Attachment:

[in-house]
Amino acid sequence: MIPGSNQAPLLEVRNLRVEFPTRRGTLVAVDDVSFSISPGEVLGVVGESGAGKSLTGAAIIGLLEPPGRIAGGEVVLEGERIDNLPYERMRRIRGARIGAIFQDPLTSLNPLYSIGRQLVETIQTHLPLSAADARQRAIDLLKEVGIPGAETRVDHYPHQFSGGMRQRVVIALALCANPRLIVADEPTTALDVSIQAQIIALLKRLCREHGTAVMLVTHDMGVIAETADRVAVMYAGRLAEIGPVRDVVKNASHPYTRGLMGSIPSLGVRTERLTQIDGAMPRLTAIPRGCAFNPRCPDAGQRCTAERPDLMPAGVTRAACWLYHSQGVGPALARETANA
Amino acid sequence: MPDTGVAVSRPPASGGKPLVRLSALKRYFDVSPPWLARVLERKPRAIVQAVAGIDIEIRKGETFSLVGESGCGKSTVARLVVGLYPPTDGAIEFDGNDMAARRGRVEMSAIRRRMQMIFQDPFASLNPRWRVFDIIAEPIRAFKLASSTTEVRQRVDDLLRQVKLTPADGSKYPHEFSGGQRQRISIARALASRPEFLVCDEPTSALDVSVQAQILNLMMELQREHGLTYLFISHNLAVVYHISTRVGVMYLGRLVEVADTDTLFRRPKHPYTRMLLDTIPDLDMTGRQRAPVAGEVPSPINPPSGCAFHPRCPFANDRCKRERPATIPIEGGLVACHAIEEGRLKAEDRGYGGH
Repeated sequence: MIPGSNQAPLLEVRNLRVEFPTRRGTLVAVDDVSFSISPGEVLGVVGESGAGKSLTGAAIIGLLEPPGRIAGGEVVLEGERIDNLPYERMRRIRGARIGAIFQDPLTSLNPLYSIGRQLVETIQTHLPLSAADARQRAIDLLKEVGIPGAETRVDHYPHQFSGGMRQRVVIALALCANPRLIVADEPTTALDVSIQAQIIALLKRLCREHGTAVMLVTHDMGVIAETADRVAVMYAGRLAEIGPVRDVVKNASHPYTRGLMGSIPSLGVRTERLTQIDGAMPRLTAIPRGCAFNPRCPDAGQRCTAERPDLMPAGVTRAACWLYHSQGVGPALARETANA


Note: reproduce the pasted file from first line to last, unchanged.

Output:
[in-house]
Amino acid sequence: MIPGSNQAPLLEVRNLRVEFPTRRGTLVAVDDVSFSISPGEVLGVVGESGAGKSLTGAAIIGLLEPPGRIAGGEVVLEGERIDNLPYERMRRIRGARIGAIFQDPLTSLNPLYSIGRQLVETIQTHLPLSAADARQRAIDLLKEVGIPGAETRVDHYPHQFSGGMRQRVVIALALCANPRLIVADEPTTALDVSIQAQIIALLKRLCREHGTAVMLVTHDMGVIAETADRVAVMYAGRLAEIGPVRDVVKNASHPYTRGLMGSIPSLGVRTERLTQIDGAMPRLTAIPRGCAFNPRCPDAGQRCTAERPDLMPAGVTRAACWLYHSQGVGPALARETANA
Amino acid sequence: MPDTGVAVSRPPASGGKPLVRLSALKRYFDVSPPWLARVLERKPRAIVQAVAGIDIEIRKGETFSLVGESGCGKSTVARLVVGLYPPTDGAIEFDGNDMAARRGRVEMSAIRRRMQMIFQDPFASLNPRWRVFDIIAEPIRAFKLASSTTEVRQRVDDLLRQVKLTPADGSKYPHEFSGGQRQRISIARALASRPEFLVCDEPTSALDVSVQAQILNLMMELQREHGLTYLFISHNLAVVYHISTRVGVMYLGRLVEVADTDTLFRRPKHPYTRMLLDTIPDLDMTGRQRAPVAGEVPSPINPPSGCAFHPRCPFANDRCKRERPATIPIEGGLVACHAIEEGRLKAEDRGYGGH
Repeated sequence: MIPGSNQAPLLEVRNLRVEFPTRRGTLVAVDDVSFSISPGEVLGVVGESGAGKSLTGAAIIGLLEPPGRIAGGEVVLEGERIDNLPYERMRRIRGARIGAIFQDPLTSLNPLYSIGRQLVETIQTHLPLSAADARQRAIDLLKEVGIPGAETRVDHYPHQFSGGMRQRVVIALALCANPRLIVADEPTTALDVSIQAQIIALLKRLCREHGTAVMLVTHDMGVIAETADRVAVMYAGRLAEIGPVRDVVKNASHPYTRGLMGSIPSLGVRTERLTQIDGAMPRLTAIPRGCAFNPRCPDAGQRCTAERPDLMPAGVTRAACWLYHSQGVGPALARETANA